Extra Space is one of those literal and figurative band names – the Brooklyn-based duo of Joey Puleio and Chris Kyle got together to de-clutter and re-situate their shared practice space. Lo and behold, when two musicians get together in a room with common goal, you can expect a little more than generic cleaning to get done. The two songwriters developed a unique chemistry and their friendship and musicianship both grew significantly over time. We’re now blessed with their debut album, Green Season, a seven-song offering informed by twinkly Midwest emo meanderings and the sighing steel guitars found in twangy folk music.

“Puddles” kicks off Green Season with a splash of heart-on-your-sleeve acoustic energy. Immediately, nimbly-picked guitar work rings out, backed by a vocal take laden with gentle vibrato. “Puddles” (and much of the rest of the album) brings to mind the work of Mike Kinsella, specifically Owen, matching ultra-descriptive lyrics with a somber but stunning overarching mood – see the lyrics below:

“The branches brawl while the trees eat, and the rain didn’t fall, it just kinda danced across the street… Wander the halls, feel the floors creak, it feels like they’re talking back at us in an accent I can’t place”

Extra Space never heads back into this acoustic headspace across the rest of the album, but “Puddles” is some of their finest work and is definitively an incredible intro to Green Season and their music as a whole.

“Pace” hits like the most stereotypical “single” on Green Season and feels apt to be slotted in as song number two. The bouncy guitar plucking and tasteful drumming provide a simmering canvas for the washy flourishes found throughout the song here – expect reverb-drenched leads, an equally agile bass presence, and more perfectly-suited vocals. They follow it up with the slightly more subdued “Tall Tales,” which continues highlighting beautiful guitar tones and exquisite fretwork. These two are excellent musicians, and while this batch of songs certainly feels self-produced and DIY, it feels intentional… Almost like a “band in a room,” rather than a raw take limited by technical limitations and/or recording prowess.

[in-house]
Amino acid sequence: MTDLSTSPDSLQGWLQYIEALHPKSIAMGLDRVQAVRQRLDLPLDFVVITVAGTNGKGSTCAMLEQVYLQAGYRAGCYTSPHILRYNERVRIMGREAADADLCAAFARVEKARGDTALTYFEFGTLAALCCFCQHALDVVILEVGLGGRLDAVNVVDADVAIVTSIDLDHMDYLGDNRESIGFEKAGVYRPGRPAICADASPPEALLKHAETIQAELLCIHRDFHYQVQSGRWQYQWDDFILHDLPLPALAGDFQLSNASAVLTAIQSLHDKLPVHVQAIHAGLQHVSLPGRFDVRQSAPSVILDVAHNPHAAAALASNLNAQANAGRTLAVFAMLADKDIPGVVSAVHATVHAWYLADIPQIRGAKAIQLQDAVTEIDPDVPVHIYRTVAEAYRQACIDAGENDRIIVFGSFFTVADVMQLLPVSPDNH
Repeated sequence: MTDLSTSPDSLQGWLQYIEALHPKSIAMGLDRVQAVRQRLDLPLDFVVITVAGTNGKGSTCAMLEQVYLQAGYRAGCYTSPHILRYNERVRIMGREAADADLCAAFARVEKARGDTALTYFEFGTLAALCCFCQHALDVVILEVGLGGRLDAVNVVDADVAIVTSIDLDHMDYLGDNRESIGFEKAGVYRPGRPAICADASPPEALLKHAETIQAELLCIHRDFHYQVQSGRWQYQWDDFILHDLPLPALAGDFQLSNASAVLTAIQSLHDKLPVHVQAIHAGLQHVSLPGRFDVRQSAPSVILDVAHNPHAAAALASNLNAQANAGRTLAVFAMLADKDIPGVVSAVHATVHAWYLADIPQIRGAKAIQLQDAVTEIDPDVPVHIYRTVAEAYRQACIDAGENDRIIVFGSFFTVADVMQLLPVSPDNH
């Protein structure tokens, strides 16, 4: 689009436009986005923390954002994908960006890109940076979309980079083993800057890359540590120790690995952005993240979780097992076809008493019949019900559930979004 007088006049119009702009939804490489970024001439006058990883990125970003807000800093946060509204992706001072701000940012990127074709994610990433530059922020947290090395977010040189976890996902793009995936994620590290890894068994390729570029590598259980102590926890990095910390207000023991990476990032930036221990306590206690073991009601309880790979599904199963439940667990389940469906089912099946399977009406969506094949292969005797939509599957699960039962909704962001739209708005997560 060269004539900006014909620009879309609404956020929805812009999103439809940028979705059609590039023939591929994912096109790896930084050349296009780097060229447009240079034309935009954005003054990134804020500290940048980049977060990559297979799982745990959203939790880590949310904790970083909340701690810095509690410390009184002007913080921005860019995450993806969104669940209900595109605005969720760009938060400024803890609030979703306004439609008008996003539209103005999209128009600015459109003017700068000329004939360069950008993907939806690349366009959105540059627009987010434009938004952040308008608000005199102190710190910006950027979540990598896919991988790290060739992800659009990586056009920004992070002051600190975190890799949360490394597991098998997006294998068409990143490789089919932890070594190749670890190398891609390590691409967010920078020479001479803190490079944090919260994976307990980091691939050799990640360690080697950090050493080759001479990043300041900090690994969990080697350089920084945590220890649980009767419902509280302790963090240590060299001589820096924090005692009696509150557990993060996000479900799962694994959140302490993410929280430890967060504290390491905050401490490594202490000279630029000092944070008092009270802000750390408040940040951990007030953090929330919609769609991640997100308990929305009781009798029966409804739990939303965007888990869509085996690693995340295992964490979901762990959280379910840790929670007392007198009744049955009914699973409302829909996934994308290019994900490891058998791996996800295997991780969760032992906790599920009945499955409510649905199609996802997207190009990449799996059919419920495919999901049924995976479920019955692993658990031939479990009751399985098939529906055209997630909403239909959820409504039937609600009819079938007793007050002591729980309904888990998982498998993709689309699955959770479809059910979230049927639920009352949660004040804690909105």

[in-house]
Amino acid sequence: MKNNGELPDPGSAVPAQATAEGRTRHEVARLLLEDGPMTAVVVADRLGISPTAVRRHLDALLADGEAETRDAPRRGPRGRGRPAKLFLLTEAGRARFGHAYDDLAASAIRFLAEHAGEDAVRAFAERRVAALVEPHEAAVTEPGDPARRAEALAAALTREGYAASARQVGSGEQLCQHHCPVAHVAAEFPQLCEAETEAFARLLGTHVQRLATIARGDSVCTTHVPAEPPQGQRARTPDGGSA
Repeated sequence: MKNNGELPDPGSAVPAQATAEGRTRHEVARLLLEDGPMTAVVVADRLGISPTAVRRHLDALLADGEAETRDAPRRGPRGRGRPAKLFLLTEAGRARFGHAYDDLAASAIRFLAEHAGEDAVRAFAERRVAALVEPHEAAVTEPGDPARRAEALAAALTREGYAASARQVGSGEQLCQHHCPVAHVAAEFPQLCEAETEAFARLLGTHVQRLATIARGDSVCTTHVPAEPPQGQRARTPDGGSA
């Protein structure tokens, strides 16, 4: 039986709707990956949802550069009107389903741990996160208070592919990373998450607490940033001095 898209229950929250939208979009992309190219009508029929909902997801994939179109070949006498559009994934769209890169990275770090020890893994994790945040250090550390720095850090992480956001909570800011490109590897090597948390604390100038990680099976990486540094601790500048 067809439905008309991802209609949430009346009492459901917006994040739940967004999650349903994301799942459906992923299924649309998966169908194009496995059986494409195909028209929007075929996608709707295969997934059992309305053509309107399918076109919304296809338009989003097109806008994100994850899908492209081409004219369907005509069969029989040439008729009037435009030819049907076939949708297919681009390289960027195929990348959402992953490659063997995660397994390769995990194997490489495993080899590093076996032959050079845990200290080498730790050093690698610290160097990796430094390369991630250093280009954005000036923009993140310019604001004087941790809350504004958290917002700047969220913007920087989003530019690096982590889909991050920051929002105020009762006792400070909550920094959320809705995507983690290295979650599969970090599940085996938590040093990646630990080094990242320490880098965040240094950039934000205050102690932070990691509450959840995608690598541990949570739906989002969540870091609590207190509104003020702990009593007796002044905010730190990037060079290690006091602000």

Covers are always a gamble and Extra Space certainly rolled the dice on their take on Nirvana’s (yes, the grunge band) “In Bloom.” The song is nigh unrecognizable until the one-minute mark where Cobain’s lyrics peek out unassumingly. The instrumentals here are almost jazzy, built around an ultra-clean guitar backbone; gently tapped percussion; and a hushed vocal delivery that might just be the polar opposite of the gravel-voiced original. Extra Space gets plenty of points for a super creative re-imagining of a beloved classic – when the harmonics at the end ring out, it barely registers that they skipped the verse lyrics altogether.

The one-two punch of “Toothpaste” and “Cig” may be some of the best moments on the album – so much so that we’ve already written about both of them. We recommend you check out our previous coverage here and here respectively. “Toothpaste’s” overtly folk-influenced undertones and “Cig’s” upbeat energy show Extra Space at their brightest, but I’ll wrap this up with fellow buffaBLOGGER Chris Miller’s sharp take on these two tracks:

“Can’t say I agree with the order – releasing “Cig” after “Toothpaste” (one would think you’d want toothpaste after a cigarette, but that’s just me).”

All the way through stunning closer “Spiral Stares,” Green Season is an incredible debut from a super talented couple of Brooklynites. Green Season is out now (June 21, 2024) – check out the embed for YouTube below, or, find the whole album on Spotify.